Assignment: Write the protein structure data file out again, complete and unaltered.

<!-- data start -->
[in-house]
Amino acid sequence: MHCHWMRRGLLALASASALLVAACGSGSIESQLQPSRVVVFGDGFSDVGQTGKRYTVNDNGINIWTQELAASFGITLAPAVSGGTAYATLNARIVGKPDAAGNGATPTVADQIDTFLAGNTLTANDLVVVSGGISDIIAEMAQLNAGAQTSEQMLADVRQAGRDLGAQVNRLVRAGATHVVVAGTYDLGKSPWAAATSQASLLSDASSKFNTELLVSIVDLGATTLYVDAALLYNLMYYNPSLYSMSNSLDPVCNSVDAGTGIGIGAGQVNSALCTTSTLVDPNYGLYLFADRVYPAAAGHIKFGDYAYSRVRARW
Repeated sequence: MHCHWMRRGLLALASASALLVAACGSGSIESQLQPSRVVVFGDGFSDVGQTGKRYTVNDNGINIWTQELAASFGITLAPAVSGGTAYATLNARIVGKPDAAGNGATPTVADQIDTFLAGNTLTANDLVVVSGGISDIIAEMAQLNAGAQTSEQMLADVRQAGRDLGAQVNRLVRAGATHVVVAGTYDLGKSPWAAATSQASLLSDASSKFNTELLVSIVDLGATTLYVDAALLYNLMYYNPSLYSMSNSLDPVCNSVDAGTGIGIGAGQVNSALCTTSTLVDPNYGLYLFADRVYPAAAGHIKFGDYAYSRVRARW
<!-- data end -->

[in-house]
Amino acid sequence: MHCHWMRRGLLALASASALLVAACGSGSIESQLQPSRVVVFGDGFSDVGQTGKRYTVNDNGINIWTQELAASFGITLAPAVSGGTAYATLNARIVGKPDAAGNGATPTVADQIDTFLAGNTLTANDLVVVSGGISDIIAEMAQLNAGAQTSEQMLADVRQAGRDLGAQVNRLVRAGATHVVVAGTYDLGKSPWAAATSQASLLSDASSKFNTELLVSIVDLGATTLYVDAALLYNLMYYNPSLYSMSNSLDPVCNSVDAGTGIGIGAGQVNSALCTTSTLVDPNYGLYLFADRVYPAAAGHIKFGDYAYSRVRARW
Repeated sequence: MHCHWMRRGLLALASASALLVAACGSGSIESQLQPSRVVVFGDGFSDVGQTGKRYTVNDNGINIWTQELAASFGITLAPAVSGGTAYATLNARIVGKPDAAGNGATPTVADQIDTFLAGNTLTANDLVVVSGGISDIIAEMAQLNAGAQTSEQMLADVRQAGRDLGAQVNRLVRAGATHVVVAGTYDLGKSPWAAATSQASLLSDASSKFNTELLVSIVDLGATTLYVDAALLYNLMYYNPSLYSMSNSLDPVCNSVDAGTGIGIGAGQVNSALCTTSTLVDPNYGLYLFADRVYPAAAGHIKFGDYAYSRVRARW